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i never understood. [laughter] danger of notl an ability to speak about controversial issues is that we all become a lot more stupid. [applause] moderator: do you have the clicker? >> i want to thank the council on humanities and particularly kathy masters who helped us get here, she deserves a pulitzer prize for organization, trying to organize cartoonists to do anything is virtually impossible. so thank you. [applause] i also wanted to say a quick
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word about the pulitzer prizes, a friend of ours, a cartoonist, if you tell them who is on the journey, they will tell you who is going to win the prize. and in my case, that turned out to be quite true. in 1991, i did quite a few cartoons about the supreme court nomination of clarence thomas. which, those of you who were around, who would remember, was super controversial because he impropriety with anita hill. so, i had many cartoons about the supreme court-anita hill-clarence thomas. those were in my pulitzer entries. you fill out the matchbox with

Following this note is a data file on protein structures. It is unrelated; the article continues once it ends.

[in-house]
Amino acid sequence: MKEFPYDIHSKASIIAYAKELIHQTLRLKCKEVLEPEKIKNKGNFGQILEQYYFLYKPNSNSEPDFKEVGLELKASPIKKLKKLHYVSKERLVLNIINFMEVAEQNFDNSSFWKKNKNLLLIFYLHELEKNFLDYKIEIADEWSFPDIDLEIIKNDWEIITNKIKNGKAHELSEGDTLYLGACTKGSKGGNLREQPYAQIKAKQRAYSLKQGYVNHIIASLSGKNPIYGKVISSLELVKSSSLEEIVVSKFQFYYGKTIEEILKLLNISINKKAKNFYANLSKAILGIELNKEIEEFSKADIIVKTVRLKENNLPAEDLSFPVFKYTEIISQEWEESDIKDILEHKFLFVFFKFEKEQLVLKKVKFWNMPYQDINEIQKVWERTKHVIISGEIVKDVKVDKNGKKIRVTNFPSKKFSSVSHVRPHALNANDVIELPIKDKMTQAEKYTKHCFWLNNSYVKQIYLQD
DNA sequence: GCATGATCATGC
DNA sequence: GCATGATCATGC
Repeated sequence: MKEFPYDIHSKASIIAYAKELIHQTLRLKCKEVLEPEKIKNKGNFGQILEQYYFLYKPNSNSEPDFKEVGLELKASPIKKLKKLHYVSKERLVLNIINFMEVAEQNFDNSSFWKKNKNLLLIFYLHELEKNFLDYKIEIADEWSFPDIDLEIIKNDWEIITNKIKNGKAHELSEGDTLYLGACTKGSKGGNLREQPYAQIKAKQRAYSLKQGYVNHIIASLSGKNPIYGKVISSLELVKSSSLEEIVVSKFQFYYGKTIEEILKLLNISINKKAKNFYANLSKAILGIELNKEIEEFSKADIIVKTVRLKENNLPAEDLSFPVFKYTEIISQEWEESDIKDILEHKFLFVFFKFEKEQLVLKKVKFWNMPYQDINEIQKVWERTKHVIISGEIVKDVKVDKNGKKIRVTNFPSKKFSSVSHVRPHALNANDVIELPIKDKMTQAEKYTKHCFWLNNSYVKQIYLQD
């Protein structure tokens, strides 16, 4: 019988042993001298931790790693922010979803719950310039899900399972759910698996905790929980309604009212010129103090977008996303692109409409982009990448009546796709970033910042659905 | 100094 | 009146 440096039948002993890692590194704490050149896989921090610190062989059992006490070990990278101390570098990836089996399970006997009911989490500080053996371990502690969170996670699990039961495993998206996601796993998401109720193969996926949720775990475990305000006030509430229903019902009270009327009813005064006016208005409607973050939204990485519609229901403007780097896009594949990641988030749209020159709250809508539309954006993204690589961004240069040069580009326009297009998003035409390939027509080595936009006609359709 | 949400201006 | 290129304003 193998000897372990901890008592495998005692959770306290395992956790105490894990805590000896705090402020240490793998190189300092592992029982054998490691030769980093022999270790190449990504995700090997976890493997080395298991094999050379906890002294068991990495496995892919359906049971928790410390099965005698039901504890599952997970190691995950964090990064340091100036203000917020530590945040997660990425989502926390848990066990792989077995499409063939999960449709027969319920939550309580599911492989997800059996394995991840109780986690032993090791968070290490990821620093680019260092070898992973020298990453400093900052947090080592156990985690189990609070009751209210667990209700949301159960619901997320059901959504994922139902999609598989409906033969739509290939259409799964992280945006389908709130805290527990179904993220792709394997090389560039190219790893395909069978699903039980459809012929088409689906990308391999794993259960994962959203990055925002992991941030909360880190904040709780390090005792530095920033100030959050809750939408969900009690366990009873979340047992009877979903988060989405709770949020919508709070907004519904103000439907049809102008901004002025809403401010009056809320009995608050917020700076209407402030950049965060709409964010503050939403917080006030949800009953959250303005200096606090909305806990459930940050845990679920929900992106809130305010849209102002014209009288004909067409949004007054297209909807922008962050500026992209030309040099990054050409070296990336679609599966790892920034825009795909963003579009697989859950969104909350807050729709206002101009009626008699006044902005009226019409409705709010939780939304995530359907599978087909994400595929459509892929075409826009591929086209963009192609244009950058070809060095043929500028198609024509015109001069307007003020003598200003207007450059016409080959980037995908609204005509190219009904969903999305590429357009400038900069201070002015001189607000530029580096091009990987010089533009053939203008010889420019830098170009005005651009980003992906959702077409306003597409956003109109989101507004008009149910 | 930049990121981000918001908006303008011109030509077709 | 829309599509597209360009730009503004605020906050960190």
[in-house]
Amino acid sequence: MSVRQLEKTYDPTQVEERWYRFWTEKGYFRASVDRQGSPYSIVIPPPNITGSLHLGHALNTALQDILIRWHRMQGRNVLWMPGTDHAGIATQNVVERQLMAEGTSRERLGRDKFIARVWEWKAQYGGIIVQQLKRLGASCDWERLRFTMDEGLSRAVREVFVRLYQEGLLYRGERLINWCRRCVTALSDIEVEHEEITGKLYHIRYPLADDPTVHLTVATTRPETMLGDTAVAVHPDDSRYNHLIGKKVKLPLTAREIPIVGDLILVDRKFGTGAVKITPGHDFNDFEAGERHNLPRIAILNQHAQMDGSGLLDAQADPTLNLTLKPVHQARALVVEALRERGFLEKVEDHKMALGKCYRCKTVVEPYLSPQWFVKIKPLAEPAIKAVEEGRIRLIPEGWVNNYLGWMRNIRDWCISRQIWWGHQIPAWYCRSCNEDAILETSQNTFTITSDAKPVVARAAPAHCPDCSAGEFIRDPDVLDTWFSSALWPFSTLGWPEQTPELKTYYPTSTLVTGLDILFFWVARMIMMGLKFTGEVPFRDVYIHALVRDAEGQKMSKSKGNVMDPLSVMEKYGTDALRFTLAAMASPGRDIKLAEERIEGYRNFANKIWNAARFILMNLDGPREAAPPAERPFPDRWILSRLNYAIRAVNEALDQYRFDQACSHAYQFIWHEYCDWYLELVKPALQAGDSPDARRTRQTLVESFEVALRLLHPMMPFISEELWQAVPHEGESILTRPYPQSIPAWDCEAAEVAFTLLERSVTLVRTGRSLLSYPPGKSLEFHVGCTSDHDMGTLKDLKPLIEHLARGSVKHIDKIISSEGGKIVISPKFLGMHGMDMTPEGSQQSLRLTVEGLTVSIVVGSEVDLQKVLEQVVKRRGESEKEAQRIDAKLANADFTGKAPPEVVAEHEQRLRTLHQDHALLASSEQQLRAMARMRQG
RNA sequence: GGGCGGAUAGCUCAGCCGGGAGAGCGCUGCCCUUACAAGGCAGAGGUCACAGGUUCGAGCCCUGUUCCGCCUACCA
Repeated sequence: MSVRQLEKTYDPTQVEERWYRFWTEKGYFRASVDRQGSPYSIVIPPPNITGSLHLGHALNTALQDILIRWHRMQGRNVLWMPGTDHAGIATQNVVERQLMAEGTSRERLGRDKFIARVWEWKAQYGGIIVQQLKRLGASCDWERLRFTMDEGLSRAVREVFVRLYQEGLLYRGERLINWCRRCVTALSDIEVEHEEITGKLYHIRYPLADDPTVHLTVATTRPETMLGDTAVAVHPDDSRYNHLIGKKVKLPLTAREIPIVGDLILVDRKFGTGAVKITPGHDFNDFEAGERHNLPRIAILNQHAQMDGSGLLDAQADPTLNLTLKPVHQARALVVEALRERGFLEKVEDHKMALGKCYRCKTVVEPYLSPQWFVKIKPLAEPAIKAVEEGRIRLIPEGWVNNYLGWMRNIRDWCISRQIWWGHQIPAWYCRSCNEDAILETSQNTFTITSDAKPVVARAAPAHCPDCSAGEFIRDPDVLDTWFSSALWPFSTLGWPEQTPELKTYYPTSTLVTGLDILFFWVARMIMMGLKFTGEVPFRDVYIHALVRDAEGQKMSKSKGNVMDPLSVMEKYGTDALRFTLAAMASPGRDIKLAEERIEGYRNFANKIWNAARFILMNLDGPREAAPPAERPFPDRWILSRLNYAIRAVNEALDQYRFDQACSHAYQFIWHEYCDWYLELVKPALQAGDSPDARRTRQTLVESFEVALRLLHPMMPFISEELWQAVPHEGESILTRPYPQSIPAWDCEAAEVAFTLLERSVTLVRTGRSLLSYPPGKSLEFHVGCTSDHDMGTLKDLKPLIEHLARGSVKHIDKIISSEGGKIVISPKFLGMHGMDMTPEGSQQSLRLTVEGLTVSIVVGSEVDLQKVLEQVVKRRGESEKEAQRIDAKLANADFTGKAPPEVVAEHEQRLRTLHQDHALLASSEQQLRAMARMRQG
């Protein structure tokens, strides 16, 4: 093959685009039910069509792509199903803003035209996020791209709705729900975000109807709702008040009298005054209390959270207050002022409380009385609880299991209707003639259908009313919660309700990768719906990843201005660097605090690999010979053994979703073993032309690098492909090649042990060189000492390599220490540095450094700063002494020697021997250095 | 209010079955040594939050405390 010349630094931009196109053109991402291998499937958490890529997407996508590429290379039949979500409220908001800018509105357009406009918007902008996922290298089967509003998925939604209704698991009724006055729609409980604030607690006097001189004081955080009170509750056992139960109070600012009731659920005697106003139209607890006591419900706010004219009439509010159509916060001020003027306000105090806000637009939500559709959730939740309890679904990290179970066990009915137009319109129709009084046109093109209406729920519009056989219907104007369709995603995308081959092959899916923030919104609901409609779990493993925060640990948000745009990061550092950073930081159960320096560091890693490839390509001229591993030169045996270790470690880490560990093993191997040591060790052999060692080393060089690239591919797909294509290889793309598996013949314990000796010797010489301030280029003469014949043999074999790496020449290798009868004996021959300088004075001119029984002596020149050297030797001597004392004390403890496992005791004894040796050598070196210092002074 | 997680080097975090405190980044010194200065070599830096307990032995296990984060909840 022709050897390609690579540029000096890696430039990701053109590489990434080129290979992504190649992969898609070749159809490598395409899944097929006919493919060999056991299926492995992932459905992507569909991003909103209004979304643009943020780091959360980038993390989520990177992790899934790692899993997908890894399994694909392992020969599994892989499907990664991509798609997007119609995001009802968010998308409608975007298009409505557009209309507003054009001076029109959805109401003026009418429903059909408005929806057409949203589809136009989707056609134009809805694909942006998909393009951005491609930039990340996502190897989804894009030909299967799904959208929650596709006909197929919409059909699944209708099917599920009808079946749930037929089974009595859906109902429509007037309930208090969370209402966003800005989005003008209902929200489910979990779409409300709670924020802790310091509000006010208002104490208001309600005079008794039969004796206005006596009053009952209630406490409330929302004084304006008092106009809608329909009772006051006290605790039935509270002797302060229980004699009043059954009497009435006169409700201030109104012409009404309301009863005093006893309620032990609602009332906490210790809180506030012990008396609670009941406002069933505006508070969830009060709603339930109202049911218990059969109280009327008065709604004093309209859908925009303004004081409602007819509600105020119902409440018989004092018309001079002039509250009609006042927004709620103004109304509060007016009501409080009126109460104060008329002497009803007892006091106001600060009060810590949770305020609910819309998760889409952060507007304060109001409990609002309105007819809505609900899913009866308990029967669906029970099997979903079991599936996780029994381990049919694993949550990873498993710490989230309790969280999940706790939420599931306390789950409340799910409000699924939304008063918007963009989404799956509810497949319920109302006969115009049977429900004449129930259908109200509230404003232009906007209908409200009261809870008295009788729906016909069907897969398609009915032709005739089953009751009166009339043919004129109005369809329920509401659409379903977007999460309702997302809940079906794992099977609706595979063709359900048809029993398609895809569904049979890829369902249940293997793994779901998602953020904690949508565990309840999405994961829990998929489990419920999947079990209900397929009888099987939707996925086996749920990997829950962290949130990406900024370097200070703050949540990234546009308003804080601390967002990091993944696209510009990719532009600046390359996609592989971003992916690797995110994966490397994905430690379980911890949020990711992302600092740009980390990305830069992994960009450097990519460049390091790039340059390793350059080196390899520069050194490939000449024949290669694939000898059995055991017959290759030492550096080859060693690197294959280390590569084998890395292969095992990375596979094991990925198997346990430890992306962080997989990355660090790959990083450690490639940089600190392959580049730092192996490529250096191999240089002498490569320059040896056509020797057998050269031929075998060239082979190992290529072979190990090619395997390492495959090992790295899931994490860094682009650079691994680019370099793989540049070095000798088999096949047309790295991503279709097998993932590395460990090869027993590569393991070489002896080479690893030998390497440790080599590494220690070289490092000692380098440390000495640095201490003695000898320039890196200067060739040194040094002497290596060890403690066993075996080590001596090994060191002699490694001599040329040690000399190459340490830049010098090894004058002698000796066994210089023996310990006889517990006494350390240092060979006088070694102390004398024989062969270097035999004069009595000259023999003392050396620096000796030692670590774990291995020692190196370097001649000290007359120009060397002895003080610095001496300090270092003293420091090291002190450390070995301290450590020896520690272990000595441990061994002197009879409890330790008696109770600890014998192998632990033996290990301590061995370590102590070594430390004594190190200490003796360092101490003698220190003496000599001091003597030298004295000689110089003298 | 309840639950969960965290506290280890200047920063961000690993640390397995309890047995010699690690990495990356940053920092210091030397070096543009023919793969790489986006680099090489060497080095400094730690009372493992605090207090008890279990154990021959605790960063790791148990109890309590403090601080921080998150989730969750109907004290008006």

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several cartoons and if you are really lucky, you get a jury that is mostly women. and i got the prize. i want you to know that if you are going for a pulitzer, find a jury first, and then adjust your prize. -- quickly, that sort of gets to some of the things that people think about me. she is the woman cartoonist. and i am one of very few women cartoonists, and i have done a number of cartoons on women's issues, and i have done most of them as cartoons that men could do, too. however, there are some that aren't. that's not working. [laughter] >> [indiscernible] [laughter]
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>> or this next one. we want to end all abortion. [laughter] done. i am the mother of two daughters. i'm very interested in this. and this. and they wonder why more women don't get into politics. [laughter] >> i had one writer right in, this is quite recent, a very long letter saying this rot down -- brought down the tenor of the newspaper. [laughter] >> ok. so, noted. all right. [laughter] >> donald duck staffing, this